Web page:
347 F2d 225 Pope Talbot v. Matson Navigation Company

347 F.2d 225

POPE & TALBOT, a corporation, Appellant,
MATSON NAVIGATION COMPANY, a corporation, Appellee.

No. 19712.

United States Court of Appeals Ninth Circuit.

June 7, 1965.

George W. Hellyer, Jr., Lillick, Geary, Wheat, Adams & Charles, San Francisco, Cal., for appellant.

Alan B. Aldwell, Brobeck, Phleger & Harrison, San Francisco, Cal., for appellee.

Before POPE, BROWNING and DUNIWAY, Circuit Judges.

DUNIWAY, Circuit Judge:

view counter

Appellant, Pope & Talbot, Inc., brought this proceeding in admiralty seeking indemnity. It is the owner of a ship which it chartered to appellee, Matson Navigation Company. Matson used the vessel to carry a cargo of bulk sugar for California & Hawaii Sugar Refining Corporation, Ltd., (C&H) from the Hawaiian Islands to Galveston, Texas. Part of the sugar was damaged in transit and C&H made claim against both Pope & Talbot and Matson for $78,058.23. This claim was ultimately settled for a total of $65,000, of which Pope & Talbot paid $63,000 and Matson paid $2,000. It was agreed between them that these payments were without prejudice to the right of either to seek contribution from the other. Pope & Talbot then brought this action to obtain a contribution from Matson and Matson cross claimed against Pope & Talbot for the $2,000 that it had advanced. The trial court denied relief to either party, and Pope & Talbot appeals.


In the trial court the parties filed a stipulation of facts. This stipulation states, among other things, that 'the amount of loss and damage sustained by (C&H), computed * * * in accordance with usual rules applicable to the calculation of loss and damage to shipments of merchandise at sea, is $63,190 * * *' It further states that 'primary liability for such damages may be assumed to fall on' Pope & Talbot.


The stipulation also shows that the claim of C&H for $78,058.23 was predicated upon the provisions of a sugar freighting agreement between Matson and C&H, to which Pope & Talbot was not a party, establishing a different method of computing liability. The stipulation does not, however, state that the amount of C&H's claim as set forth in the stipulation is correct, or is correctly computed, nor does the stipulation state that if Pope & Talbot were required to pay more than the $63,190 for which it was primarily liable, Matson would be obliged to indemnify Pope & Talbot against any such excess payment. In this court, however, the parties seem to be agreed that Matson would be so liable to Pope & Talbot.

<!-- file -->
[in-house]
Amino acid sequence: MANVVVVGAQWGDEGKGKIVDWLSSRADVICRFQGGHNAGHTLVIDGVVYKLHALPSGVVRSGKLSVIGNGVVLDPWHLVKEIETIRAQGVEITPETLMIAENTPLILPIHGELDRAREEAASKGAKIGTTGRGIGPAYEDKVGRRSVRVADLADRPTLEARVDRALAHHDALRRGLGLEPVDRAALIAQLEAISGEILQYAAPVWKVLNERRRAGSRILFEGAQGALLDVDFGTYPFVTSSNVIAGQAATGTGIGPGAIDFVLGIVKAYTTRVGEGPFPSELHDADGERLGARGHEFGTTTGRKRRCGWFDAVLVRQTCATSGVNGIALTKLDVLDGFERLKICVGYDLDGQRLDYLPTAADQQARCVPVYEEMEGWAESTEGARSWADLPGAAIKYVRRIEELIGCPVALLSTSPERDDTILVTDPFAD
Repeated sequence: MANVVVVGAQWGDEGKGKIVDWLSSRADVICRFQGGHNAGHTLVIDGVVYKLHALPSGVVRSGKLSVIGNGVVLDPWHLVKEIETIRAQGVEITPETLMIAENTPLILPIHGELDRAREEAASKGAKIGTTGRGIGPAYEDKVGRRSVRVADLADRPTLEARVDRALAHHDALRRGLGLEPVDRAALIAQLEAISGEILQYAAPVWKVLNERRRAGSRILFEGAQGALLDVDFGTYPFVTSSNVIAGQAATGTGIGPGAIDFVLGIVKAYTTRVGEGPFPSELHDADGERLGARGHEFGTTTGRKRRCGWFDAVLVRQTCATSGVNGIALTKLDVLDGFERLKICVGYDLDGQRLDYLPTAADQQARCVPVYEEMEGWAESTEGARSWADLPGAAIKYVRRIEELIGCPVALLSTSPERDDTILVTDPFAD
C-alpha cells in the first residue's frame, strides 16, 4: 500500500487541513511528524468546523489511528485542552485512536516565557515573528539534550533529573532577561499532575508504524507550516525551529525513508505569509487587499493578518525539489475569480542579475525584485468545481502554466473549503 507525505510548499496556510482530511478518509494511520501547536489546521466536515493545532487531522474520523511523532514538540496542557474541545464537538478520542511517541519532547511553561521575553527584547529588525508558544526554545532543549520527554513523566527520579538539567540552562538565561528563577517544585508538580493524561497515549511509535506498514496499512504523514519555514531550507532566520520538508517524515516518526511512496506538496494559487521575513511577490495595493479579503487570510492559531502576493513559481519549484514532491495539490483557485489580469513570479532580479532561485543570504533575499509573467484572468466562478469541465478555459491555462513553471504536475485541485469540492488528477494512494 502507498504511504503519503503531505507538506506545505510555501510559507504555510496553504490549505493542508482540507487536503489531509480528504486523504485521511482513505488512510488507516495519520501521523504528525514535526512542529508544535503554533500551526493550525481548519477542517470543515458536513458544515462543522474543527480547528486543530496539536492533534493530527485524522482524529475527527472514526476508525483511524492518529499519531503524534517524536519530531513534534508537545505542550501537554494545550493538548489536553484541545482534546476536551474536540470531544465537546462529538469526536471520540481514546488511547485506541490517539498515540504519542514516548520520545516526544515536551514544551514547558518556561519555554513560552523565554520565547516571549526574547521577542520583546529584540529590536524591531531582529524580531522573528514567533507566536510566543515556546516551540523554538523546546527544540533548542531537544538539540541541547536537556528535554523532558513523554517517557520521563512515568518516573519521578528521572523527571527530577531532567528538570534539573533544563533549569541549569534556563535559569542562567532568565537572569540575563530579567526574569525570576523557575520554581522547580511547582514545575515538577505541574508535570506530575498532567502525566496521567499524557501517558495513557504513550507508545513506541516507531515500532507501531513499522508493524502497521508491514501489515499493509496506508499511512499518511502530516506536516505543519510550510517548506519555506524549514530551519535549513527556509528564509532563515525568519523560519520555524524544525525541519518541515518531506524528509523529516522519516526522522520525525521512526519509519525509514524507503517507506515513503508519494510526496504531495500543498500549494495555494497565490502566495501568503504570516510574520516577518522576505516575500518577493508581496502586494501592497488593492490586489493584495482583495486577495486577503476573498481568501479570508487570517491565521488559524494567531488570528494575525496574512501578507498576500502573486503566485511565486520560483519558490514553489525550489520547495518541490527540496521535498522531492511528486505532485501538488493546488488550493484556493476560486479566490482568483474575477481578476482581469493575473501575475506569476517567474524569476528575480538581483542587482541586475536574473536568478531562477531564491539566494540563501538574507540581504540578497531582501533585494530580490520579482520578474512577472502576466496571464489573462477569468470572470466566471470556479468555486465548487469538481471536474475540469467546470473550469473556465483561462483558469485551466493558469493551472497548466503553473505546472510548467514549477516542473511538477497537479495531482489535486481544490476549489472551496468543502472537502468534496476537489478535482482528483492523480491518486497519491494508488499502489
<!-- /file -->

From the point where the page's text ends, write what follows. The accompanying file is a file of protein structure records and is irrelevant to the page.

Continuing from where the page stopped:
On this appeal Pope & Talbot asserts that, while it would be primarily liable for the $63,190, Matson would be primarily liable for the difference between that figure and the $78,058.23 claimed by C&H, that when the settlement was effected, both parties were benefited by it, and that under 'well established principles,' Matson should contribute to the settlement in proportion to the benefits realized. It suggests the following as a formula for apportioning the loss: Matson's risk was $14,868.23 and Pope & Talbot's was $63,190; the total loss was discounted, in the $65,000 settlement, by 17%; Pope & Talbot should therefore receive from Matson enough money to reduce Pope & Talbot's $63,190 liability by 17%.


The trouble with the foregoing contention is that the record does not compel any such result. The stipulation indicates that the $63,190 liability of Pope & Talbot is primary. As previously indicated, the parties seem to agree that Matson would have borne the ultimate liability for the remaining $14,868.23. However, the most that can be said is that the record shows that this amount was claimed by C&H, that the liability was denied by both Pope & Talbot and Matson, and that the existence of the claim had some effect upon the settlement. How much of an effect is entirely problematical. For all that appears from this record, Pope & Talbot and Matson may both have felt that there was no way by which they could defeat $63,190 of C&H's claim, that they might well be able to defeat the balance of C&H's claim and that, if they were not successful in doing so, Pope & Talbot, if it paid, might succeed in collecting the difference from Matson. The $2,000 paid by Matson over and above the $63,000 paid by Pope & Talbot could be both parties' estimate of the value of C&H's excess claim. The fact that this amount was paid by Matson, whereas Pope & Talbot put up all but $190 of the $63,190, strongly indicates that this was the case. This is reinforced by the statement in the stipulation that Pope & Talbot was primarily liable for the $63,190. The trial court could well have concluded that the settlement was based upon the fact that Pope & Talbot was so primarily liable and could collect from Matson only for anything that it might have to pay over that figure. The opinion of the trial court states, in substance, that the facts presented to it afford no ascertainable standards whatever upon which the court might form a judgment allocating the loss between the parties, in a manner different from what they themselves did in the settlement. In this we think the court was entirely correct.